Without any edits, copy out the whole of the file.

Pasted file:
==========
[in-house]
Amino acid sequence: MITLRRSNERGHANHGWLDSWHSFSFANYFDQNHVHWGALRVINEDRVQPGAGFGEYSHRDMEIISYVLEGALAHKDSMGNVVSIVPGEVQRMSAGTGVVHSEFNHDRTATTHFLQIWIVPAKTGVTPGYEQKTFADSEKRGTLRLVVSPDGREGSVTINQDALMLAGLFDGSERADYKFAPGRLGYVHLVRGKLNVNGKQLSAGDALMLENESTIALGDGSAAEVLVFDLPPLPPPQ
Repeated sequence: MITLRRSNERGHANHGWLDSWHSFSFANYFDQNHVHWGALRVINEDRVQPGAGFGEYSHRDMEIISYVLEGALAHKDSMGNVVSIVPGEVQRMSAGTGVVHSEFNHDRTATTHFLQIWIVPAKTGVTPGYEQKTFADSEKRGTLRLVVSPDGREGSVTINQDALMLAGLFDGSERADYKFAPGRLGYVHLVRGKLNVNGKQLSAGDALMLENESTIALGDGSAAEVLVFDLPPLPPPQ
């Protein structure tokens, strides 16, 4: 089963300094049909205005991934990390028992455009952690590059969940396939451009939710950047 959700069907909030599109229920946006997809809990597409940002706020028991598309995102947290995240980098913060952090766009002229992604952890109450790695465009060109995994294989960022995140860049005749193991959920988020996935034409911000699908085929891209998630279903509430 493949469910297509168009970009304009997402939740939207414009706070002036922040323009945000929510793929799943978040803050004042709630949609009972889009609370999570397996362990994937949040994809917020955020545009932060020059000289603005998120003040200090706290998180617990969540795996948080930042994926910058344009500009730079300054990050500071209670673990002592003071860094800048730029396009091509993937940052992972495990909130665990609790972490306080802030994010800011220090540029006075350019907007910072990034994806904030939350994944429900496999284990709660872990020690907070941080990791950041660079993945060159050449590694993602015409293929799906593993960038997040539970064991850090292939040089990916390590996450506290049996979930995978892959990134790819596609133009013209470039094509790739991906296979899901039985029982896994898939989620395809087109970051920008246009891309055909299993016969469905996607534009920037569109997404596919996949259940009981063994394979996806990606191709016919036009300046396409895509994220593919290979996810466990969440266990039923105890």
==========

[in-house]
Amino acid sequence: MITLRRSNERGHANHGWLDSWHSFSFANYFDQNHVHWGALRVINEDRVQPGAGFGEYSHRDMEIISYVLEGALAHKDSMGNVVSIVPGEVQRMSAGTGVVHSEFNHDRTATTHFLQIWIVPAKTGVTPGYEQKTFADSEKRGTLRLVVSPDGREGSVTINQDALMLAGLFDGSERADYKFAPGRLGYVHLVRGKLNVNGKQLSAGDALMLENESTIALGDGSAAEVLVFDLPPLPPPQ
Repeated sequence: MITLRRSNERGHANHGWLDSWHSFSFANYFDQNHVHWGALRVINEDRVQPGAGFGEYSHRDMEIISYVLEGALAHKDSMGNVVSIVPGEVQRMSAGTGVVHSEFNHDRTATTHFLQIWIVPAKTGVTPGYEQKTFADSEKRGTLRLVVSPDGREGSVTINQDALMLAGLFDGSERADYKFAPGRLGYVHLVRGKLNVNGKQLSAGDALMLENESTIALGDGSAAEVLVFDLPPLPPPQ
């Protein structure tokens, strides 16, 4: 089963300094049909205005991934990390028992455009952690590059969940396939451009939710950047 959700069907909030599109229920946006997809809990597409940002706020028991598309995102947290995240980098913060952090766009002229992604952890109450790695465009060109995994294989960022995140860049005749193991959920988020996935034409911000699908085929891209998630279903509430 493949469910297509168009970009304009997402939740939207414009706070002036922040323009945000929510793929799943978040803050004042709630949609009972889009609370999570397996362990994937949040994809917020955020545009932060020059000289603005998120003040200090706290998180617990969540795996948080930042994926910058344009500009730079300054990050500071209670673990002592003071860094800048730029396009091509993937940052992972495990909130665990609790972490306080802030994010800011220090540029006075350019907007910072990034994806904030939350994944429900496999284990709660872990020690907070941080990791950041660079993945060159050449590694993602015409293929799906593993960038997040539970064991850090292939040089990916390590996450506290049996979930995978892959990134790819596609133009013209470039094509790739991906296979899901039985029982896994898939989620395809087109970051920008246009891309055909299993016969469905996607534009920037569109997404596919996949259940009981063994394979996806990606191709016919036009300046396409895509994220593919290979996810466990969440266990039923105890």